Today (March 29th) Prime Minister Theresa May formally triggered Article 50, beginning the process of removing the UK from the European Union.
It’s a political decision caused by last year’s hotly contested referendum, and will impact on every area of British life.
Music is certainly not immune from this – indeed, Britain’s position as an international pop power draws much strength from our ability to trade and swap information freely.
Since the referendum result last year the Brexit decision has already caused subtle shifts in the way music is made and consumed. Here’s five ways Brexit has already made itself apparent in your listening habits.
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1. The price of an iTunes download has gone up.
Apple aims to set the price of an iTunes download as an international standard, but it does this by pegging the price against the dollar. Therefore, if the currency of an individual currency fluctuates against the dollar, then the price of a download must be altered accordingly.
Brexit caused chaos on the currency markets, and the fall of the pound against the dollar caused the music platform to take action – the Guardian reported earlier this year that the price of a download is now set to rise by around 25%.
2. Small labels are finding vinyl pressings much more complicated to achieve.
Most small labels in the UK use continental pressing plants when creating vinyl runs, with plants in Germany and the Czech Republic fuelling Britain’s love affair with black wax. However the pound’s Brexit-fuelled fall against the Euro has made this noticeably more expensive, and with independent labels operating on such short margins that has already had an impact.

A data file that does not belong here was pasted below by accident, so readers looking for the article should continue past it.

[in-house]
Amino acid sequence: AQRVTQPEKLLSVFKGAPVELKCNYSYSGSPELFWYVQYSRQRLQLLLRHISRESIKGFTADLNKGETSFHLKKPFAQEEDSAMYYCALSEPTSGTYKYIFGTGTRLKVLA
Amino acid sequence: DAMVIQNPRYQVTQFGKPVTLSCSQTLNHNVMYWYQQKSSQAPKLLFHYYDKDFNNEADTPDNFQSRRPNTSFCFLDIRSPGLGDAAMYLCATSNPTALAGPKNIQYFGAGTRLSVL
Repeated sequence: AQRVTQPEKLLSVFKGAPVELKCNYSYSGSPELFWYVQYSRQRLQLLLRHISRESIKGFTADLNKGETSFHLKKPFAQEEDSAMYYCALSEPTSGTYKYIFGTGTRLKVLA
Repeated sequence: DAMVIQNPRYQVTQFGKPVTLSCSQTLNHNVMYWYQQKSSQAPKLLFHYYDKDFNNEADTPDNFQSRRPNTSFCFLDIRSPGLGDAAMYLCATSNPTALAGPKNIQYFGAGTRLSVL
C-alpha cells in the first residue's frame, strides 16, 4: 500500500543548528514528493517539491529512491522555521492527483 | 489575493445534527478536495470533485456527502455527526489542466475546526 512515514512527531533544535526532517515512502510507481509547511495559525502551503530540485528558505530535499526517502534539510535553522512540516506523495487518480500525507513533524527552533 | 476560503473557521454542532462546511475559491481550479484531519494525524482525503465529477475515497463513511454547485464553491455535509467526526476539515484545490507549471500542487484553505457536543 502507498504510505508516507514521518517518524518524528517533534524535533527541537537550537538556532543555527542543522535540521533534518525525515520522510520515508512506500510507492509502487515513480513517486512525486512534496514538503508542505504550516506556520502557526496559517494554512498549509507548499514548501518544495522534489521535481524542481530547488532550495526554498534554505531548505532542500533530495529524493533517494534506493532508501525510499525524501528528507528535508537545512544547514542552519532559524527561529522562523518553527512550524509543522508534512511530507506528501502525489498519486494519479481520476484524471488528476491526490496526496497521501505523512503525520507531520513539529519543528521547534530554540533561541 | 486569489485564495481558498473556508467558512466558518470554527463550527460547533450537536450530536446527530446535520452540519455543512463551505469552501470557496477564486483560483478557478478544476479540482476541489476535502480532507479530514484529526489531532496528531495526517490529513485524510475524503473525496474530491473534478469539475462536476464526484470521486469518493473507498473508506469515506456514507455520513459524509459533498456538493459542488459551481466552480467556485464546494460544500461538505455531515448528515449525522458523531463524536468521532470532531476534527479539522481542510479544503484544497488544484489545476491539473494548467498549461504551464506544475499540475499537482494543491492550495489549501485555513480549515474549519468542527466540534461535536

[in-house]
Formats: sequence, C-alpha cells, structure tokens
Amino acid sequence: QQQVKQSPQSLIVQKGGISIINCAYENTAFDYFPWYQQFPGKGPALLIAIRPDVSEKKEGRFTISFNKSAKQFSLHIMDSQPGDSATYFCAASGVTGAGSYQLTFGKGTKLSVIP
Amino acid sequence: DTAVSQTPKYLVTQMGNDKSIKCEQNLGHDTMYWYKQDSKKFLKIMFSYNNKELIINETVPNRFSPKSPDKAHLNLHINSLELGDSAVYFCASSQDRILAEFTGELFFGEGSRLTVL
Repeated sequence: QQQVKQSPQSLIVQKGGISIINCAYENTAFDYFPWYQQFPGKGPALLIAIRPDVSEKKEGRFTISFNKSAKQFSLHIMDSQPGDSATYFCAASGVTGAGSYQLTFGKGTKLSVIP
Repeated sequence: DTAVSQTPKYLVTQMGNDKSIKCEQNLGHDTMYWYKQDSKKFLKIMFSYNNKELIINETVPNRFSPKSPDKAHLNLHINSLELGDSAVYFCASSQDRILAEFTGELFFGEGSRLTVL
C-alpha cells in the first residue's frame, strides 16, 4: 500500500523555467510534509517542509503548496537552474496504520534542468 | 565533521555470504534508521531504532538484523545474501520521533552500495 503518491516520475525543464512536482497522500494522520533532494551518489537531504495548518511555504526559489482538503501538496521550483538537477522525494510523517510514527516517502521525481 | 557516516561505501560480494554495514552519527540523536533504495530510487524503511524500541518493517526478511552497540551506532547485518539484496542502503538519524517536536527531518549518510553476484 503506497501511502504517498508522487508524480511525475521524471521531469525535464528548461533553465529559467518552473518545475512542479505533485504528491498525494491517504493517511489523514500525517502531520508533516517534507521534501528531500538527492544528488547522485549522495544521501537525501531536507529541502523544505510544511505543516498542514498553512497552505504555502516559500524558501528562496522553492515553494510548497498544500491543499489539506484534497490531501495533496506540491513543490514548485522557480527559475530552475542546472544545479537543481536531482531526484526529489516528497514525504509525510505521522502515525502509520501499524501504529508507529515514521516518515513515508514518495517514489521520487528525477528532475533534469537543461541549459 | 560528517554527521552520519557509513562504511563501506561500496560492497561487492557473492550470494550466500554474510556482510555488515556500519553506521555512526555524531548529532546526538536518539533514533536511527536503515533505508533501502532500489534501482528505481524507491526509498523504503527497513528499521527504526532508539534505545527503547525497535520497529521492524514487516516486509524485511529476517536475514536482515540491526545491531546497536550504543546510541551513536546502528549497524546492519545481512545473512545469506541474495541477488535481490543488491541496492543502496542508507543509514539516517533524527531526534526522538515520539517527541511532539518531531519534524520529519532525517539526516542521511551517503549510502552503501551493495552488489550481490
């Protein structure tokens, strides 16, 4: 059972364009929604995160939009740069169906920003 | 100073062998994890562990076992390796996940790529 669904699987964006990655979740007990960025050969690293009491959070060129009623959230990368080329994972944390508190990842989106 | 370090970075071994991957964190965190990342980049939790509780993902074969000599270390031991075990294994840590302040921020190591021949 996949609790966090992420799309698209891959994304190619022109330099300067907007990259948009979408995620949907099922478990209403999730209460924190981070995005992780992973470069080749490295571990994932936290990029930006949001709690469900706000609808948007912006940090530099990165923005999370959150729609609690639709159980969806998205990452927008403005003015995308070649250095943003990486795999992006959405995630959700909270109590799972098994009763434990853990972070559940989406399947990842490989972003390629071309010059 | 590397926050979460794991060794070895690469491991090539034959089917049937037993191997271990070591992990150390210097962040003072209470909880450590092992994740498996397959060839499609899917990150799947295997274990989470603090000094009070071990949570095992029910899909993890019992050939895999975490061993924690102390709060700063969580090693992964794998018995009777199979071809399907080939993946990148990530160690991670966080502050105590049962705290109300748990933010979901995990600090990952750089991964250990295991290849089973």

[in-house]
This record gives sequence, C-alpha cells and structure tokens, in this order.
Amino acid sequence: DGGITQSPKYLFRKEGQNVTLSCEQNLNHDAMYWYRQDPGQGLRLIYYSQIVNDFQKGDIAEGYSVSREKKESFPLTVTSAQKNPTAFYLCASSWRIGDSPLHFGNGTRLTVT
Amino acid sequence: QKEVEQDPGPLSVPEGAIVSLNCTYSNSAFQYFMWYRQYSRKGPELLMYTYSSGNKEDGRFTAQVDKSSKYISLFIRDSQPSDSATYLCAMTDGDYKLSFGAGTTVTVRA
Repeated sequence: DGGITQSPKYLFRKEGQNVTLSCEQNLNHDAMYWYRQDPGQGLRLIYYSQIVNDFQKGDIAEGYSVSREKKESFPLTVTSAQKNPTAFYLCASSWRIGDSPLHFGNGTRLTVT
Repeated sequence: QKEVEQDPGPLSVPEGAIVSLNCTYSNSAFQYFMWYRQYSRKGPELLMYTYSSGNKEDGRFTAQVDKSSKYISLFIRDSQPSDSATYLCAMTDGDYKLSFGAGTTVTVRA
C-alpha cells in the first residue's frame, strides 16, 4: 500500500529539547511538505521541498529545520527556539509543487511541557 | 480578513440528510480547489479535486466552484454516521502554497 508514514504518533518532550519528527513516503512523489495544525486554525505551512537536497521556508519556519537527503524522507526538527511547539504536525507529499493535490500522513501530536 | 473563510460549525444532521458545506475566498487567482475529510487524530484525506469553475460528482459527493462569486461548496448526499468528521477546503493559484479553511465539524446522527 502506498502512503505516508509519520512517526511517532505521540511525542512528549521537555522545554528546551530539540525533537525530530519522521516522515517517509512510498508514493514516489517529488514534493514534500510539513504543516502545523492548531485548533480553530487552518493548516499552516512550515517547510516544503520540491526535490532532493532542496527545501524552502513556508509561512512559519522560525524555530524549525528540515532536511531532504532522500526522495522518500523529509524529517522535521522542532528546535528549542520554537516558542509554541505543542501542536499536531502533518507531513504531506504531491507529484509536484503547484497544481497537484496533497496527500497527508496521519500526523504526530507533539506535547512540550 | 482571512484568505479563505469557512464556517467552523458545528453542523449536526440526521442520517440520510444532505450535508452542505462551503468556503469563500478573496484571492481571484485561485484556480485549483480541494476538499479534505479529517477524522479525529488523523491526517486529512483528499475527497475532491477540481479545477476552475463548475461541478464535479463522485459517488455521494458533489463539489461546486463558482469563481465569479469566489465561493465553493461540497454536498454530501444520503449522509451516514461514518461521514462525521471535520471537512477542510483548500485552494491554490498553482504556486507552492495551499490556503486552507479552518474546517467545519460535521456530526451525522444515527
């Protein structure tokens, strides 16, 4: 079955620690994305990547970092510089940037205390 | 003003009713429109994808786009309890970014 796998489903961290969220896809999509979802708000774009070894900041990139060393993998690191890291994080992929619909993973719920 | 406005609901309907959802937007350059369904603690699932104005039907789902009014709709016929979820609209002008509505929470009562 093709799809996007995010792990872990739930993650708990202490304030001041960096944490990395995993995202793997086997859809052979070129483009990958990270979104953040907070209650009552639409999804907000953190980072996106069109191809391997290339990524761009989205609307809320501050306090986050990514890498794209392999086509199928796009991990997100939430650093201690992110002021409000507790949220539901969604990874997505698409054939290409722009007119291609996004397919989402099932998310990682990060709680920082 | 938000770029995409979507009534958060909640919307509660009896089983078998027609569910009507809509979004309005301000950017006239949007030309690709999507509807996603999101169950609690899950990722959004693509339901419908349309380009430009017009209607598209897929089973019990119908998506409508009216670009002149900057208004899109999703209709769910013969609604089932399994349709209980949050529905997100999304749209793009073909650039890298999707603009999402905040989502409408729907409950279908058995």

Clash spoke to Fortuna POP! founder Sean Price earlier this year, who repeated concerns over the impact Brexit is having on British music, and revealed that this re-affirmed his decision to shutter the much-loved indie institution.
3. Venues are concerned over the loss of EU funding.
When not guiding Britain out of the bosom of the European Union the Conservative party have also found room to slash funding towards arts-led projects.
Venues such as London’s Village Underground are members of Trans Europe Halles, a project that aims to prompt international co-operation and the exchange of new ideas.
Pitchfork reports that in 2015, Village Underground received $20,000 from Liveurope – if this monetary stream is withdrawn independent venues are placed in an extremely precarious position, with little sign of remuneration from the present UK government.
4. Festivals have been forced into a corner.
The EU referendum presented a divided country, with younger voters – the Easyjet generation – more likely to vote in favour of formal union with our European neighbours. This is also reflected in the festival calendar, with British music fans able to jet out to Primavera, Outlook, Sziget and countless other continental hotspots.
Fluctuations in the currency market, though, have made 2017 an exceptionally difficult season to plan for. Tickets priced in Euros have steadily become more expensive for British fans, while ongoing confusion over what Brexit actually entails have dented long-term plans. If there’s a silver lining in all this, though, it’s British fans could decide to stay at home, and give local events a shot in the arm.
5. Long-term touring plans have been thrown into doubt.
Britain’s exit from the EU means an end to freedom of movement, which isn’t particularly great news for touring artists. Instead of simply packing up their van, buying a bumper box of Pot Noodles and hitting the road, a band would then need to apply for separate Visas for every country they enter.
This hasn’t had an impact on emerging artists yet, but it’s already interfering with plans for major tours. If Britain hits its deadline of exiting the EU by April 2018 then the teams around big name acts have to anticipate a minefield of paperwork based on grounds that have yet to even be defined.
Ultimately, the Brexit decision will have significant impositions for almost every area of the UK music industry. At the moment, though, the most damaging area of the Brexit process is the one most difficult to define: we simply don’t know what Brexit will entail, meaning that the rulebook could yet be torn up once more.
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